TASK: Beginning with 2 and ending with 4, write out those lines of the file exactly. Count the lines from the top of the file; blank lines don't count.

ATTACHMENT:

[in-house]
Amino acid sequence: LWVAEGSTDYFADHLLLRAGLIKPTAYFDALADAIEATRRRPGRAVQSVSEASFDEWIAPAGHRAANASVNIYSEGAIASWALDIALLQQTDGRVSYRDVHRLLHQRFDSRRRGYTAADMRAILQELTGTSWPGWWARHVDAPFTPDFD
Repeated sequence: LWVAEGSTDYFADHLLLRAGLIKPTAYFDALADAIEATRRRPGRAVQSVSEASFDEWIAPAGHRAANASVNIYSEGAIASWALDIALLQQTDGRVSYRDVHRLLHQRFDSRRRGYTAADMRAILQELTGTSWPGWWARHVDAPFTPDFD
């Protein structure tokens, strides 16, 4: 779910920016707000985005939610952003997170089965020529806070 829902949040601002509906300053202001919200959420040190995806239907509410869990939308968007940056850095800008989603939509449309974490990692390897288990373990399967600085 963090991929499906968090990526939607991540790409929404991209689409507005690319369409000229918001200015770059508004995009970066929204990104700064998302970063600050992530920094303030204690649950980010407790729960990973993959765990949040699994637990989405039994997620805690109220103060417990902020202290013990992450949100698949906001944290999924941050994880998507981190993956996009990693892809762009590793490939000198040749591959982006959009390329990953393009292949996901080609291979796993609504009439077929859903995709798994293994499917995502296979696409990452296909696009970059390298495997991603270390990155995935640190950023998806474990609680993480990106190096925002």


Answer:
Amino acid sequence: LWVAEGSTDYFADHLLLRAGLIKPTAYFDALADAIEATRRRPGRAVQSVSEASFDEWIAPAGHRAANASVNIYSEGAIASWALDIALLQQTDGRVSYRDVHRLLHQRFDSRRRGYTAADMRAILQELTGTSWPGWWARHVDAPFTPDFD
Repeated sequence: LWVAEGSTDYFADHLLLRAGLIKPTAYFDALADAIEATRRRPGRAVQSVSEASFDEWIAPAGHRAANASVNIYSEGAIASWALDIALLQQTDGRVSYRDVHRLLHQRFDSRRRGYTAADMRAILQELTGTSWPGWWARHVDAPFTPDFD
């Protein structure tokens, strides 16, 4: 779910920016707000985005939610952003997170089965020529806070 829902949040601002509906300053202001919200959420040190995806239907509410869990939308968007940056850095800008989603939509449309974490990692390897288990373990399967600085 963090991929499906968090990526939607991540790409929404991209689409507005690319369409000229918001200015770059508004995009970066929204990104700064998302970063600050992530920094303030204690649950980010407790729960990973993959765990949040699994637990989405039994997620805690109220103060417990902020202290013990992450949100698949906001944290999924941050994880998507981190993956996009990693892809762009590793490939000198040749591959982006959009390329990953393009292949996901080609291979796993609504009439077929859903995709798994293994499917995502296979696409990452296909696009970059390298495997991603270390990155995935640190950023998806474990609680993480990106190096925002």